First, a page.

What the heck is this?…..

Working in Nicaragua is…..interesting. It is nothing like working in the US. Everything from employer/employee relations to work attitudes, it is simply a different animal. The biggest difference stems from the public education system. If you think the “memorize this and regurgitate on the test” style of teaching can be bad in the states, I can assure you it exists on a whole different level here. In the US people criticize teaching styles that don’t involve enough critical thinking. Here all education involves exactly zero critical thinking. In most places, it is literally “copy these words, repeat them on the test when asked this exact question.” You could pass classes here without even knowing Spanish just by memorizing the letters and their order. One of the Peace Corps volunteers is always explaining to me how impossibly frustrating it is to teach classes here simply because any departure from this system is met with immediate failure.

Cheating: Not necessary in Nicaragua.


This unfortunately translates into a good chunk of the local population that doesn’t think critically, and by extension, employees who don’t think critically.

My bosses explained a lot of these concepts to me when I first started working down here. The boss/employee dynamic here does not, by way of the education system, yield a well managed worker who can solve problems independently as you can find in other places. Instead you have a system wherein the employee carries out any and all demands by the supervisor without any introspection as to the practicality, purpose, logic or function of the task given. This is because the system is built on a hierarchy of responsibility. In many jobs here in Nicaragua, the employee is absolved of any responsibility for any action, regardless of the stupidity, provided the action was EXACTLY what the supervisor told them to do.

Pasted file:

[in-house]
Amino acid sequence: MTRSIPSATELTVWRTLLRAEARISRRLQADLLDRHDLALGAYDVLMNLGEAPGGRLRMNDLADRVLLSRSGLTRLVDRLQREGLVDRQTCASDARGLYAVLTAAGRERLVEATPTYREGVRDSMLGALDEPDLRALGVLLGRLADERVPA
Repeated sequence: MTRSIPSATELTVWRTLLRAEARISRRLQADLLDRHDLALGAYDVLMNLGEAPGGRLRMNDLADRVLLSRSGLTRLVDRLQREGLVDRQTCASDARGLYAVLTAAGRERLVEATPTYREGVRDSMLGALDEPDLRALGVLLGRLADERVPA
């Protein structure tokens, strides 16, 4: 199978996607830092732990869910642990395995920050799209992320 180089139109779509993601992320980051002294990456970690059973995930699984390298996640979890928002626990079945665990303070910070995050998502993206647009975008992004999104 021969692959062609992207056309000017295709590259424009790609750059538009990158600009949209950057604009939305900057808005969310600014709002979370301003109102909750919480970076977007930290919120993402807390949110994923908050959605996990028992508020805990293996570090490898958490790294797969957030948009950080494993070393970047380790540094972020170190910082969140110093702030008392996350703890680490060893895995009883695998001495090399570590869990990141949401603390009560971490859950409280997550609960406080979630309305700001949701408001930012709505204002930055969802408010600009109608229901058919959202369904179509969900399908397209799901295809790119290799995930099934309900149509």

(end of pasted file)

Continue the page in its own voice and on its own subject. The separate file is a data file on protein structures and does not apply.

“He said turn the crane East. He didn’t specify on which axis.”

A funny example of this is when my 3 bosses were in camp and needed a hotel room in the capital for the night. One of my bosses made an obvious joke to an administrator about how they will all stay in the same room and share one twin bed. Another boss, knowing the consequences of such a joke, made it abundantly clear to her that it was a joke, and that they needed 3 separate rooms. However, because the boss who made the joke has authority over her while the other boss who clarified the situation does not, when they got to the hotel, they of course had only one room, with one bed.


“……..I may have jokingly mentioned it was my anniversary……my bad guys.”

This behavior makes for an exhausting work environment where you will make an excruciatingly specific plan to buy something, build something etc only to not verbalize one seemingly obvious detail and have it left out yielding the whole operation useless.

Printers without ink, with the wrong ink, different cables, more $300 surge protector/power regulators than outlets, duplicate electronics bought by different people, absurd car trips for unnecessary items, sending away a critically important field truck for a week to fix the A/C etc. ad infintum. It is all simply an attitude you have to adjust to. If you were working somewhere else, your level of detail in explaining tasks and requests would be condescending and met with animosity. Here you are simply being prudent and giving the necessary amount of instructions.


“Ok…but you didn’t say DON’T block the road with the tree…that’s all I’m sayin’…..”


At this point I feel obliged to point out how important it is to understand the different cultural context. It has nothing to do with intelligence or stupidity, it is simply a cultural difference. In Japan in some business circles it is considered rude not to get hammered with your boss as it is a sign of how comfortable you are with your coworkers. Staying sober says you don’t trust either yourself or them when you are drunk. Obviously in the US getting obliterated at a work function is highly frowned upon and will usually get you fired. Different cultures, different rules. The Nicaraguan work culture is simply centered around covering your ass. At any moment you need to be able to point upwards and demonstrate clearly: “He told me to do this, I did it. It’s his fault that the request was stupid.”